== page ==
Sha Stimuli Asks Why A Prison Stint Is More Valued Than A College Degree In Hip-Hop (Video)

Hip-Hop Fans, please subscribe to AFH TV, a streaming video service focused on real Hip-Hop culture. We already have exclusive interviews, documentaries, and rare freestyles featuring some of Rap’s most iconic artists and personalities, and much more is coming--movies, TV series, talk shows. We need your support. It is only $1.99/month or $12/year, and is available on iOS, Android, Roku, Apple TV, Amazon Fire and Google TV, for all subscribers. Start your 30-day free trial now. Thank you.

Last week Brooklyn, New York MC Sha Stimuli released Lazarus. The 10 Minutes Late Records release marks a return to a once highly prolific career, after a period of comparative quietness. In the last year, Stimuli emerged with a series of singles and music videos that were rooted in concept. “Together” chronicled racism in America throughout the ages, 2016’s Just Blaze collabo “New Jordans/A Poem For Mike” unpacked the status symbols associated with Air Jordan sneakers, and the politics attached, and “Sticks And Stones” examined what hurts and causes violence in the present day.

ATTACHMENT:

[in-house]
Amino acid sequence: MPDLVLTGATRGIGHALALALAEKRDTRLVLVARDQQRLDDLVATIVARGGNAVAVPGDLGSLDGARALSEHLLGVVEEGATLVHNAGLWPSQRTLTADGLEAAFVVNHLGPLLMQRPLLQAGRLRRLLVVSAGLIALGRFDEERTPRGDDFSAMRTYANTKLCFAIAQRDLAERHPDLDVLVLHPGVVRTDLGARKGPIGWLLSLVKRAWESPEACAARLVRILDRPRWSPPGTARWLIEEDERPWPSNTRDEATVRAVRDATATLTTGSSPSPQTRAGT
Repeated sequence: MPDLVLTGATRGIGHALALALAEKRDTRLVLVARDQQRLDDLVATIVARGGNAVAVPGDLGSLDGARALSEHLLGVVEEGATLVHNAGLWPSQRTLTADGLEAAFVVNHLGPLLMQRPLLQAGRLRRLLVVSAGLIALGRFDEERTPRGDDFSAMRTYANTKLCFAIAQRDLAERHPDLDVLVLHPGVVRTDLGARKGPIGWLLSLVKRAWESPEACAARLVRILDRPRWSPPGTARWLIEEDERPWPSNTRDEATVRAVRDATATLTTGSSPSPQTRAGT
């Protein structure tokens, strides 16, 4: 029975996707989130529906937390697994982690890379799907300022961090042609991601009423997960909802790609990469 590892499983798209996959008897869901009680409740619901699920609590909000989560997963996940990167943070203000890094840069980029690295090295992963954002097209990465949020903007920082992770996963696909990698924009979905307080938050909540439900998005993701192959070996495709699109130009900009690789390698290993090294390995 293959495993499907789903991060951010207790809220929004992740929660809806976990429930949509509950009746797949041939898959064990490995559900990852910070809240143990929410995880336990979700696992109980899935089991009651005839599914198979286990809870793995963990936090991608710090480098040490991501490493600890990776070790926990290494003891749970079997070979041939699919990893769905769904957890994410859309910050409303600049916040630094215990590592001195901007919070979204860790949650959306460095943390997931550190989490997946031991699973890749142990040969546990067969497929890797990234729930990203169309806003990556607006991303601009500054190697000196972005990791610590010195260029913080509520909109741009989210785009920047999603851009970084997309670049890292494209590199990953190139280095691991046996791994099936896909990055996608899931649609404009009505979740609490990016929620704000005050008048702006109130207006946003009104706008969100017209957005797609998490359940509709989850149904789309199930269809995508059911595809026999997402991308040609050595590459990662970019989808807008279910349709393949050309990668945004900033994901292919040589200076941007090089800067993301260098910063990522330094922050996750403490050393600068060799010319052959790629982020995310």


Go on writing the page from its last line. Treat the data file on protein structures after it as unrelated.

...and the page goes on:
Those questions, analyses, and investigations are at play in Lazarus video single “Jail University.” This song questions what counts for more, a college degree or coming home from a bid. One seems to go underplayed compared to the other, and this is reinforced through popular culture and media, including The Wire and Jason’s Lyric. Even looking at his career, Sha deduces that “a record would help with my record,” when some rappers are marketed based on legal battles. Moreover, in a crunched economy, Stimuli weighs out the opportunities for graduates as a whole.

In the video, he portrays a student, a graduate, a prisoner, and an Everyman looking for a job (look closely, as the character’s name is “Mike Holder”). In between, he’s raps to the camera as himself. For well over 10 years, Sha Stimuli has been a beacon of thought-provoking, personal, and expressive Hip-Hop music. Lazarus shows that he’s certainly back, but was never dead in any way, shape, or form.

The complete Lazarus album for stream and purchase:

It features Mela Machinko and others.